The Hymns and Carols of Christmas

Some Ancient Christmas Carols

With the Tunes To Which They Were Formerly Sung
In The West Of England

Collected by

Davies Gilbert, F. R. S., F. A. S., &c.

The First Edition

London:
Printed By John Nichols And Son
1822

Gilbert-Title_Page_1822.jpg (26483 bytes) Gilbert_Contents_1822.jpg (26386 bytes)

Preface & Postscript

The Second Edition, published in 1823, expanded the collection from eight to twenty. See: Some Ancient Christmas Carols, 1823

This volume has been scanned and posted at Google Books,
Some Ancient Christmas Carols, 1822.

CONTENTS.

Carol & Page.

I. The Lord At First Did Adam Make, 9

II. When God At First Created Man, 13

III. A Virgin Most Pure, 18  

IV. When Righteous Joseph Wedded Was, 21  

V. Hark, Hark! What News The Angels Bring, 24

VI. Whilst Shepherds Watched Their Flocks By Night, 26  

VII. God's Dear Son Without Beginning, 28  

VIII. Let All That Are To Mirth Inclined, 32  

 

PREFACE.

The following Carols or Christmas Songs were chanted to the Tunes accompanying them, in Churches on Christmas Day, and in private houses on Christmas Eve, throughout the West of England, up to the latter part of the late century.

The Editor is desirous of preserving them in their actual forms, however distorted by false grammar or by obscurities, as specimens of times now passed away, and of religious feelings superseded by others of a different cast. He is anxious also to preserve them on account of the delight they afforded him in his childhood; when the festivities of Christmas Eve were anticipated by many days of preparation, and prolonged through several weeks by repetitions and remembrances.1

Christmas Day, like every other great festival, has prefixed to it in the calendar a Vigil or Fast; and in Catholic countries Mass is still celebrated at midnight after Christmas Eve, when austerities cease, and rejoicings of all kinds succeed. Shadows of these customs were, till very lately, preserved in the Protestant West of England. The day of Christmas Eve was passed in an ordinary manner; but at seven or eight o'clock in the evening, cakes were drawn hot from the oven; cyder or beer exhilarated the spirits in every house; and the singing of Carols was continued late into the night. On Christmas Day these Carols took the place of Psalms in all the Churches, especially at afternoon service, the whole congregation joining: and at the end it was usual for the Parish Clerk to declare, in a loud voice, his wishes for a merry Christmas and a happy new year to all the Parishioners.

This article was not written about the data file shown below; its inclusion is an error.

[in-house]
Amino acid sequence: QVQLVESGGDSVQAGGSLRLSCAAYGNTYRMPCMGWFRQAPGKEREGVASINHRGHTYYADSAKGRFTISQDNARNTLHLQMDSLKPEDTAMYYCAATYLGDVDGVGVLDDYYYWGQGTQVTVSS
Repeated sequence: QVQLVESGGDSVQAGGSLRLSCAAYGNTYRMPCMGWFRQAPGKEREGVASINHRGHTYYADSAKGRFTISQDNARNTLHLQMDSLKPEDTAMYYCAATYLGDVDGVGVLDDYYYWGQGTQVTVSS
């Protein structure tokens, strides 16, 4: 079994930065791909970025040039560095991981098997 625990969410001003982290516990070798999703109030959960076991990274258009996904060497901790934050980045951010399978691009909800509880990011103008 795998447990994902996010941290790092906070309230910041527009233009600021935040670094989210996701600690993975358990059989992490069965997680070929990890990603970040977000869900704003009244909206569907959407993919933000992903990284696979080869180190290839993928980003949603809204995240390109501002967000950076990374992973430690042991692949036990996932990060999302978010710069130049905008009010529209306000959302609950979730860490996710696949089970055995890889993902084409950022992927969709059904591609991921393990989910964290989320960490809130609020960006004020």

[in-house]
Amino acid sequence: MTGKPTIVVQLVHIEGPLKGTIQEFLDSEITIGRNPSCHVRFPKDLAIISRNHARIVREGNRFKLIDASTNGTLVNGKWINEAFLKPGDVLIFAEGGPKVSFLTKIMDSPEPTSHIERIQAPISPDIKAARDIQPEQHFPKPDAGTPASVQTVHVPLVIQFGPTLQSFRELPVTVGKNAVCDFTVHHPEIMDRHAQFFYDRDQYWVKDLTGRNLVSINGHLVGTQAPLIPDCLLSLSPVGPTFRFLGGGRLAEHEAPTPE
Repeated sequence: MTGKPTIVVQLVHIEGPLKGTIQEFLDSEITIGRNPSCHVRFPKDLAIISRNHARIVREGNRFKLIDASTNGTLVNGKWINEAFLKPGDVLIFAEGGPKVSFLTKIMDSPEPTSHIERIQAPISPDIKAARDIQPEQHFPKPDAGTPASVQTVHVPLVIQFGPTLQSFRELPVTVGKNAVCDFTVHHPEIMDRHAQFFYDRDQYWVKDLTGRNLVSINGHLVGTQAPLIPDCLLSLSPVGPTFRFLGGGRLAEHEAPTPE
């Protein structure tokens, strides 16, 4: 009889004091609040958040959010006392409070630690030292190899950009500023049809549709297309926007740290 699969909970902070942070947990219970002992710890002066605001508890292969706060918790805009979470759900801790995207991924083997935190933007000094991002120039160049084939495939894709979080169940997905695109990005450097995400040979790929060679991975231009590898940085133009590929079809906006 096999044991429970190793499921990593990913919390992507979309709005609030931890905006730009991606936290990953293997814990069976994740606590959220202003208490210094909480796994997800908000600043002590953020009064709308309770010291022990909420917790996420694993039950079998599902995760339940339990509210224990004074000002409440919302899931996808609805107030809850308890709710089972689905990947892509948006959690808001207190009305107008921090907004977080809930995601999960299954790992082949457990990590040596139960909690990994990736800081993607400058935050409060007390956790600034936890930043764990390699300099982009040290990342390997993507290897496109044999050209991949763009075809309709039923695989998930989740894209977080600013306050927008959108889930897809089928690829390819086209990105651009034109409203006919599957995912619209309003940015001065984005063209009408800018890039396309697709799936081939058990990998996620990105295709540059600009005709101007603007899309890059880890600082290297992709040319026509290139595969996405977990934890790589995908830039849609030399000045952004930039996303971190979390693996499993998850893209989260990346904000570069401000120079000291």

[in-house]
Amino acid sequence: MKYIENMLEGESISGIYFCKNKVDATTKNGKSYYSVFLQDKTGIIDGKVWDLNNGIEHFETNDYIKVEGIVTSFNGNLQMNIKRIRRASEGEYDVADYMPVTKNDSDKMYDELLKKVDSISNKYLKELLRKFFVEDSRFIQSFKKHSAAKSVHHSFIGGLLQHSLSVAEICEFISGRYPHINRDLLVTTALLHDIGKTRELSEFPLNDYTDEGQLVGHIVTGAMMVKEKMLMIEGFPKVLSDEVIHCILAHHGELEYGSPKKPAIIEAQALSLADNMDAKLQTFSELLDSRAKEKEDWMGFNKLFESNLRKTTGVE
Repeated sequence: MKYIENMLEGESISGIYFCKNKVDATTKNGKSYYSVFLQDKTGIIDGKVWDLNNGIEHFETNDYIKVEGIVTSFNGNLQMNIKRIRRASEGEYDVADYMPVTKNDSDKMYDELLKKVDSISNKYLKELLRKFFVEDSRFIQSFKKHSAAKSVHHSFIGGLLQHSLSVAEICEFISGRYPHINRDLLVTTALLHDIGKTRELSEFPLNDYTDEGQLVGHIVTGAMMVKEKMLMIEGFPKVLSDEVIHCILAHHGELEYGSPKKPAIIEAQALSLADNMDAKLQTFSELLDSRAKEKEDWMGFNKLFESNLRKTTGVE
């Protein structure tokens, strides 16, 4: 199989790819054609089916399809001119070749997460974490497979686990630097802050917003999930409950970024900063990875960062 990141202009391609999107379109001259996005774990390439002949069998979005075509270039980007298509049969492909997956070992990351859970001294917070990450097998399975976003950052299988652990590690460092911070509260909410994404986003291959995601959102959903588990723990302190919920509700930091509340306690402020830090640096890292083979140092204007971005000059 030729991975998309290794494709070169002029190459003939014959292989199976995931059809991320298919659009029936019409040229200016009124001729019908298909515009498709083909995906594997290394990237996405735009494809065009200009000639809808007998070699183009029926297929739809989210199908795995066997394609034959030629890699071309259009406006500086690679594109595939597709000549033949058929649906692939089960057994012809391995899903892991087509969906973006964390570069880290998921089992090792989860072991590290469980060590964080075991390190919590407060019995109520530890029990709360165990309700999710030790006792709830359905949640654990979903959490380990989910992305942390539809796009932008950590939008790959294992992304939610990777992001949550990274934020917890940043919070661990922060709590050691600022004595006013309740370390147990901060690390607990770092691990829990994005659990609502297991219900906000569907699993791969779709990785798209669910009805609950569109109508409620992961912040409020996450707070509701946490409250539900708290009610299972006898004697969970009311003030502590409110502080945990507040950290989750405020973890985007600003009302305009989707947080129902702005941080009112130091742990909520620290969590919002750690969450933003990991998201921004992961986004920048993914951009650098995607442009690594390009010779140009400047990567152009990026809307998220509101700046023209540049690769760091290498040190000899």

None of the sports or gambols, so frequently practised on subsequent days, ever mixed themselves with the religious observances of Christmas Eve.2 Two of the sports most used in Cornwall were, the one, a metrical play, exhibiting the successful prowess of St. George exerted against a Mahometan adversary; the other a less dignified representation of some transactions at a market or fair.

In the first, Saint George enters accoutred with complete armour, and exclaims,

"Here come I Saint George,
   That valiant champion bold,
And with my sword and spear,
   I've won three crowns of gold.

I slew the Dragon, he
   And brought him to the slaughter,
By which I gained fair Sabra,
   The King of Egypt's daughter."

The Pagan enters.

"Here come I the Turkish Knight,
   Come from the Turkish land to tight,
* * * * * * * * * *
   * * * * * * * bold
And if your blood is hot,
   I soon will make it cold."

They fight, the Turkish Knight falls, and rising on one knee,

"Oh! pardon me, Saint George,
   Oh! pardon me, I crave,
Oh! give me but my life,
   And I will be thy slave."

Saint George, however, again strikes him down; but immediately relenting, calls out

"Is there no Doctor to be found,
   To cure a deep and deadly wound?"